Personal finance, like just about everything else, is mainly common sense. Advice like “don’t spend more than you make; start investing while you’re young; don’t loan money to friends with the expectation of getting it back,” have been around for generations, and most likely will survive the next few generations as well. Even money mistakes that are corrected early enough will have little impact on your wealth going forward. What you do want to avoid are money mistakes that can be hard to recover from.
Consumers may be at risk for many years.
How long should you worry about identity theft in the wake of the Equifax hack? The correct answer might turn out to be “as long as you live.” If your personal data was copied in this cybercrime, you should at least scrutinize your credit, bank, and investment account statements in the near term. You may have to keep up that vigilance for years to come.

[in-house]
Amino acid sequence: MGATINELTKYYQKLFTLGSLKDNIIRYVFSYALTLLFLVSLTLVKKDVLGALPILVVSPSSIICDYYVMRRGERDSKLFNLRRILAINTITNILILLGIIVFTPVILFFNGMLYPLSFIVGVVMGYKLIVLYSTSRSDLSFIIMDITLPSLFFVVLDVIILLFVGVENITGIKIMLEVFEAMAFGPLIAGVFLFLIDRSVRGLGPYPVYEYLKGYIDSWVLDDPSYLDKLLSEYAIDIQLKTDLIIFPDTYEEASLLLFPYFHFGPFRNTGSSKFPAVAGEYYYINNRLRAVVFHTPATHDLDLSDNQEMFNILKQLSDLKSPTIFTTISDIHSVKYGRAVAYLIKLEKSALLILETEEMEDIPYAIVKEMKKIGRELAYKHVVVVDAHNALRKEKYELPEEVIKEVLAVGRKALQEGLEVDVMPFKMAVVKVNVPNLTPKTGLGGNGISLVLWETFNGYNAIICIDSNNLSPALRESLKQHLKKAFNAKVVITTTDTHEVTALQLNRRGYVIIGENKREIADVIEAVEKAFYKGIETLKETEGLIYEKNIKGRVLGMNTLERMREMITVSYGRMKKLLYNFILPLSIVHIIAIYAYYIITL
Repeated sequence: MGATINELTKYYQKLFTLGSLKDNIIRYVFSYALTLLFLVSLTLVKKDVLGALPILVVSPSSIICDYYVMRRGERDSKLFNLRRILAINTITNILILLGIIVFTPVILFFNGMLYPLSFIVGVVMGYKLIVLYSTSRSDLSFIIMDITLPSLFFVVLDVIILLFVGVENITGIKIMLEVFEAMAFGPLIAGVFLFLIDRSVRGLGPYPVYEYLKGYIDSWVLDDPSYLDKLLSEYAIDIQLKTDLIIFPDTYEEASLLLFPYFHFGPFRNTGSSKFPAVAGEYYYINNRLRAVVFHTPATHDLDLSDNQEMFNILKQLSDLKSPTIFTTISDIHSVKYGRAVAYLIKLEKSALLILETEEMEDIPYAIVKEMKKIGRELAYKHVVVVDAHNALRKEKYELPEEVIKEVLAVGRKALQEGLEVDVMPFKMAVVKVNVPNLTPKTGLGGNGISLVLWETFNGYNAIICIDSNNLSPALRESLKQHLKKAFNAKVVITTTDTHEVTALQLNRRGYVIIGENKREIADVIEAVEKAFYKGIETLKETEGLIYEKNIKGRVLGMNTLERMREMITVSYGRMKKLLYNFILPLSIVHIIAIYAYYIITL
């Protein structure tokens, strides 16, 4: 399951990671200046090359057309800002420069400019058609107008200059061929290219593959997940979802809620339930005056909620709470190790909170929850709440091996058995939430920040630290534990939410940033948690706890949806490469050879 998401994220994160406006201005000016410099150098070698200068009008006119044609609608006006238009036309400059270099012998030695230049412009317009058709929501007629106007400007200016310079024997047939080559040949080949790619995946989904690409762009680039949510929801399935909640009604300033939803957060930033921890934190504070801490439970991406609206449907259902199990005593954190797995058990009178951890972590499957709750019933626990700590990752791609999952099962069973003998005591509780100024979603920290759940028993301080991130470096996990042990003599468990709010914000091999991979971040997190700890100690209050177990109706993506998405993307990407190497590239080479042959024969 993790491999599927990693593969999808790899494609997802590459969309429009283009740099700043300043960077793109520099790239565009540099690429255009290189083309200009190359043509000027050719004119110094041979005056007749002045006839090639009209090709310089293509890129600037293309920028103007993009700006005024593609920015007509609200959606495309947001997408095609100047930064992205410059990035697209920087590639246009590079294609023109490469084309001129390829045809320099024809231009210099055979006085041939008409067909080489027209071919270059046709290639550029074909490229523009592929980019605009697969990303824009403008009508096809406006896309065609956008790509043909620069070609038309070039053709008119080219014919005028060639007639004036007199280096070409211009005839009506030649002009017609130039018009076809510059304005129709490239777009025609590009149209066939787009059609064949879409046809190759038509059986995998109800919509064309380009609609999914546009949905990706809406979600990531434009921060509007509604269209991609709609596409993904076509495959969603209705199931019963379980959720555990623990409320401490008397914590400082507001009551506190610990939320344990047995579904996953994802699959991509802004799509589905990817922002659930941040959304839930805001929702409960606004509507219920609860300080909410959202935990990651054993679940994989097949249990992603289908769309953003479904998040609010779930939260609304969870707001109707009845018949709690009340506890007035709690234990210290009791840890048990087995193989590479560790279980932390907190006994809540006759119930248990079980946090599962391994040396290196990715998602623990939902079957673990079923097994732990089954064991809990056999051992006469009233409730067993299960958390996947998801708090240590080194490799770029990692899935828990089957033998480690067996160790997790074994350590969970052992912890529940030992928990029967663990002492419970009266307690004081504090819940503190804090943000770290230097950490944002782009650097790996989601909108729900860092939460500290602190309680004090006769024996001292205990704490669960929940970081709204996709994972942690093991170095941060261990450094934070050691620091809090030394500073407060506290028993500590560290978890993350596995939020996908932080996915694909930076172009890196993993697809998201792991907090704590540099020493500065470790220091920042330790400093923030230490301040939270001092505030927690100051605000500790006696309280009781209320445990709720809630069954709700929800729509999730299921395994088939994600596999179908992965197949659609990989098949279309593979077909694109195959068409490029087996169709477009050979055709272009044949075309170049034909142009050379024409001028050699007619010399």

Cybercrooks are sophisticated in their assessment of consumer habits and consumer memories. They know that eventually, many Americans will forget about the severity and depth of this crime – and that could be the right time to strike. All those stolen Social Security and credit card numbers may be exploited in the 2020s rather than today. Or, perhaps these criminals will just wait until Equifax’s offer of free credit monitoring for consumers expires.
Each generation faces unique challenges and opportunities when it comes to managing finances at different life stages. Alloy Silverstein provides the following do's and don'ts to help Millennials stay on track with their finances.